Production issues were evident in Domino and the over-stylized pace kills any suspense it tries to build.
Brian De Palma directed multiple box office smash films that have stood the test of time, that were not necessarily even critical darlings. Whom they call the master of the macabre helmed Carrie and of course his most famous film, Scarface, which are now considered classics. Dressed To Kill and one of his more restrained films, The Untouchables, are still held in high regard. Even Casualties of War has one of the more polarizing scenes in film history. He can also be one of the maddeningly inconsistent show-offs, which is evident in his new film, Domino; this may be his most consistent trait.
Don’t get me wrong, some trademarks that made De Palma a Hollywood mainstay, even legend, are still there. Here though his penchant for moments of shocking violence, an overdone musical score, and painfully slow-playing reveals are evident here. Sometimes this works, like in Dressed To Kill, other times it fails, like in the ’90s Nicolas Cage vehicle Snake Eyes. The first 20 minutes of Domino though work fairly well, with clear nods to Alfred Hitchcock’s Vertigo with a tense rooftop chase and homage to the master of suspense’s taste in musical shadowing (it has been well documented the director he most admired was Hitch). That though is about as close to the best vintage De Palma we get.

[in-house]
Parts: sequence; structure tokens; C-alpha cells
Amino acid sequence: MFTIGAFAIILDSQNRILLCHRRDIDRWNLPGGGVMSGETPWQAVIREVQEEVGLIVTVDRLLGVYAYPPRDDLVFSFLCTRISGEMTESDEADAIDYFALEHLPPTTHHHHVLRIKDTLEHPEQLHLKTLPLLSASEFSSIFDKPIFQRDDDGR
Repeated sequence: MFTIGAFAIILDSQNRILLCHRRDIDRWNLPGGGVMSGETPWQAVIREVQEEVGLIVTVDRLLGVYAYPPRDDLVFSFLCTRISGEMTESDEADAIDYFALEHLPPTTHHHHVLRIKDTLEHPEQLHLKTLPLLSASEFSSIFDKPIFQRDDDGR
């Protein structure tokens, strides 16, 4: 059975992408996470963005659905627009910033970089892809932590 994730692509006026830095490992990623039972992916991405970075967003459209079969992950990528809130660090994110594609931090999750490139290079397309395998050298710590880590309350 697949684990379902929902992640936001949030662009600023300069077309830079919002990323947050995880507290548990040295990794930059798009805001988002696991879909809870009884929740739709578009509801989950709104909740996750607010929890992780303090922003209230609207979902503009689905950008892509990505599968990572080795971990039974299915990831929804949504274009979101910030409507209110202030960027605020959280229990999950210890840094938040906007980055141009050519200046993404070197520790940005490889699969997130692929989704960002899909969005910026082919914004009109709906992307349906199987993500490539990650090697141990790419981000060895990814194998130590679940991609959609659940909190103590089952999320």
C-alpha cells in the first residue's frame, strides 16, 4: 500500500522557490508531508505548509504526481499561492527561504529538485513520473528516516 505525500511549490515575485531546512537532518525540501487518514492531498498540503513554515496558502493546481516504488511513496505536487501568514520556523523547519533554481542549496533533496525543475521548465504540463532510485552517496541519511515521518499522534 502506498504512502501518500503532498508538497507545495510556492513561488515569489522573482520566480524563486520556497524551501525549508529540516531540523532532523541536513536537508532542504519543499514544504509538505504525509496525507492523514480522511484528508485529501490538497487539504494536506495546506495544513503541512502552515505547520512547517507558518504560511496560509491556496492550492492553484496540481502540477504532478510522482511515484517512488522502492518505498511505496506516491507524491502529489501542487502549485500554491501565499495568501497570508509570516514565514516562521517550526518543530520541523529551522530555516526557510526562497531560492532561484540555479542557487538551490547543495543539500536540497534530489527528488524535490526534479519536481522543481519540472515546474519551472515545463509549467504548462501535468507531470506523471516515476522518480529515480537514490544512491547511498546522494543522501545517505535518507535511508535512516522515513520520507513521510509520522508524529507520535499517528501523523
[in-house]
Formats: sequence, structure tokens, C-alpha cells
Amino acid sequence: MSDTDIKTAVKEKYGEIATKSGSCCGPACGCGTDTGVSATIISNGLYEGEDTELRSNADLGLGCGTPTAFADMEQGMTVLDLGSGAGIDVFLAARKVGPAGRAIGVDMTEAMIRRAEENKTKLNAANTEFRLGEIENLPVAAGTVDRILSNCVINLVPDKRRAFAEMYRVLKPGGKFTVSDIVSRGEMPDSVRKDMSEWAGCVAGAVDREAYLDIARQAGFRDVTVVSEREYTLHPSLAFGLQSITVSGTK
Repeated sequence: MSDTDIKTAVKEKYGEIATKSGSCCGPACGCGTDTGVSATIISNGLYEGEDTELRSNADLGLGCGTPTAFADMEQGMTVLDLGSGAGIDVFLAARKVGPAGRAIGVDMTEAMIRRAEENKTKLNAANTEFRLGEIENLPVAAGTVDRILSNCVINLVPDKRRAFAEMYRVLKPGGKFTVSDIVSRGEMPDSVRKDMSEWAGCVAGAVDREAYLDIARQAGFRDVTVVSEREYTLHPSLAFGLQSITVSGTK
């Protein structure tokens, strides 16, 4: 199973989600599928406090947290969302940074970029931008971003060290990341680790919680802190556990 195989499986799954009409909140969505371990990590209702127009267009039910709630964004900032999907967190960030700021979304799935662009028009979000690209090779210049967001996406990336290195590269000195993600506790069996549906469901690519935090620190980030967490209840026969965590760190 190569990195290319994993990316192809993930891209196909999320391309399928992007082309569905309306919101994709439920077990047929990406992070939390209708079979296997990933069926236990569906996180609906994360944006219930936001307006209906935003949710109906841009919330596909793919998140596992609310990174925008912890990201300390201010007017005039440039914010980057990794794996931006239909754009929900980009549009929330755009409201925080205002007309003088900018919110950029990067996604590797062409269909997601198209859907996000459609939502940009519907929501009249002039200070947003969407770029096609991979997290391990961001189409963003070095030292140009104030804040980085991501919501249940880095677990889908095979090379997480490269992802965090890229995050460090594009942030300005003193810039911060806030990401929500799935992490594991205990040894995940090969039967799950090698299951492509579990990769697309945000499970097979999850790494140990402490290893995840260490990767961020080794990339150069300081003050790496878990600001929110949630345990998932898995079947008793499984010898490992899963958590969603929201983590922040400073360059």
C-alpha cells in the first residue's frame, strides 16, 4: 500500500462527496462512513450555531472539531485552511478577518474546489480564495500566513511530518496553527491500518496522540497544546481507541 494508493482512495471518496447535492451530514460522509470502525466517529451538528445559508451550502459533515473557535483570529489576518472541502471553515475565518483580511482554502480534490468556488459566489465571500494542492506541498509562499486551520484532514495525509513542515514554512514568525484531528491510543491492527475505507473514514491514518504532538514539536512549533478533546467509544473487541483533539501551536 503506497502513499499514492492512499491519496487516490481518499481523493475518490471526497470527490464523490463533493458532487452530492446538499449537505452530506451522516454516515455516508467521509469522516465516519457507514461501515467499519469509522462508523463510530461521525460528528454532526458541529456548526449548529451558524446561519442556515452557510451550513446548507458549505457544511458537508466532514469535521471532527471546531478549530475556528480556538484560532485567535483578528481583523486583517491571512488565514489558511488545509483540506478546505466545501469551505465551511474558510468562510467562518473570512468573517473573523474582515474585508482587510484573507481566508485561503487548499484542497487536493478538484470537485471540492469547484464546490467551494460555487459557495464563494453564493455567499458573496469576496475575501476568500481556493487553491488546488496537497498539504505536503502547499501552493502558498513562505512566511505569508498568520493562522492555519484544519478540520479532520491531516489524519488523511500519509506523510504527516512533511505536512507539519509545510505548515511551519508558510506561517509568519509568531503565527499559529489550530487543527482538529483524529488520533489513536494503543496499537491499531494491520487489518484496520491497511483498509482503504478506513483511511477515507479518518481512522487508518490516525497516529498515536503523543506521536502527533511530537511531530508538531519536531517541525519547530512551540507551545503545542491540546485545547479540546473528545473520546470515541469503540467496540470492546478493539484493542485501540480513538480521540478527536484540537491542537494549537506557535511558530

Domino was plagued from production issues from the start, think Medallion in HBO’s Entourage, but on a lower scale. First, Mad Men’s Christina Hendricks was replaced for Carice van Houten. The money was pulled halfway through, cutting off trips to Belgium and the Netherlands. There were reported problems with extras and scenes cut short, there are clear uses of green screens with multiple scenes from the halfway point to the end of the film (see the picture with Guy Pearce and Eriq Ebouaney above).
Domino was supposed to be a launching vehicle for Nikolaj Coster-Waldau’s film career after Game of Thrones, but the script sees his Detective Toft on the trail of the murder of his partner, which ruins any suspense since the basic film summary reveals this, yet it doesn’t come to fruition until an hour into this film that is anything but a psychological thriller (unless this was some kind of 90-minute Stanford Prison Experiment). Instead, De Palma’s over-stylized pace kills any suspense the film attempts to build, production issues or not. The script by Petter Skavlan (Kon-Tiki) is bordering on mind-numbing and stretched beyond its limits in a final product where no one gets away clean. It practically topples over on top of itself with every mistake it makes.
M.N. Miller has been a film and television writer for Ready Steady Cut since August of 2018 and is patiently waiting for the next Pearl Jam album to come out.